It seems to me that we will not solve the immediate conflict over Iran’s nuclear programme without addressing the underlying conflict. The Arabic countries and Iran drew a clear red line for the Non-Proliferation Treaty (NPT) in 1995 and again in 2010, when they made it clear that any possession of nuclear weapons in the region should no longer be tolerated. Specifically, Israel should become a member of the NPT as a non-nuclear weapons state and adhere to IAEA safeguards, like all the other countries of the region are presently. A treaty on a zone free of weapons of mass destruction (WMD) is regarded by these countries as a condition of maintaining the non-proliferation regime – I presume that includes IAEA safeguards – as we know it. Without the NPT, we would all be up the proverbial creek without a barrel.
Israel has consistently said that there is no point in even discussing a WMD free zone while there is no peace or stability in the region. From the point of view of the logic behind their possession of nuclear weapons, this makes sense. Israel uses ambiguity about its nuclear weapons to deter conventional or WMD attack. At the same time it represents a Catch 22 because there will be no peace and stability in the region until those nuclear weapons have gone.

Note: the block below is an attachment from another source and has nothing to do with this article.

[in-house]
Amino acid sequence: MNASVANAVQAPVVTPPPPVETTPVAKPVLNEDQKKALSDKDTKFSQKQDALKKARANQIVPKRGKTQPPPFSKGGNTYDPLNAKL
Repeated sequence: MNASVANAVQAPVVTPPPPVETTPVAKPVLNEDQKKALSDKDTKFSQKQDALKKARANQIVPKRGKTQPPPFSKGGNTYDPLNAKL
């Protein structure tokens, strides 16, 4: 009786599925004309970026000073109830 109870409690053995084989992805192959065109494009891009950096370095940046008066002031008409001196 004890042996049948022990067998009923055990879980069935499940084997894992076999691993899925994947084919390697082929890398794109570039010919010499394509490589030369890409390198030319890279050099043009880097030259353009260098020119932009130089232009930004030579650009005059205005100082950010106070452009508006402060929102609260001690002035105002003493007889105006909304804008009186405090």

What is actually necessary, in my opinion, is a parallel process to negotiations on a WMD free zone. With that I mean we should be considering a comprehensive package: i.e. talks on confidence-building and common security for all the states of the region – not simply a peace process on the Israeli/Palestinian conflict but including it – at the same time as negotiations on a zone. It could be a long-term conference on how to build confidence and cooperation in the region, perhaps loosely modelled on the CSCE during the Cold War, and including recognition of Israel as a legitimate state, as well as confidence building and transparency measures on military forces and activities. Access to Parchin might, for instance, be one of these, or even Dimona.
This is the basic idea behind the IPPNW project on a Conference on Security and Cooperation in the Middle East (CSCME) which attempts to bring together civil society representatives to enact such a process on a civil society level and discuss how to get it established on a government level. We found out at the first meeting, for example, that how the region is seen, defined and named (Middle East versus West Asia) also contributes to the search for common ground and respectful recognition of differences. Such meetings show the value of civil society conducting dialogue and leading the way for governments to follow.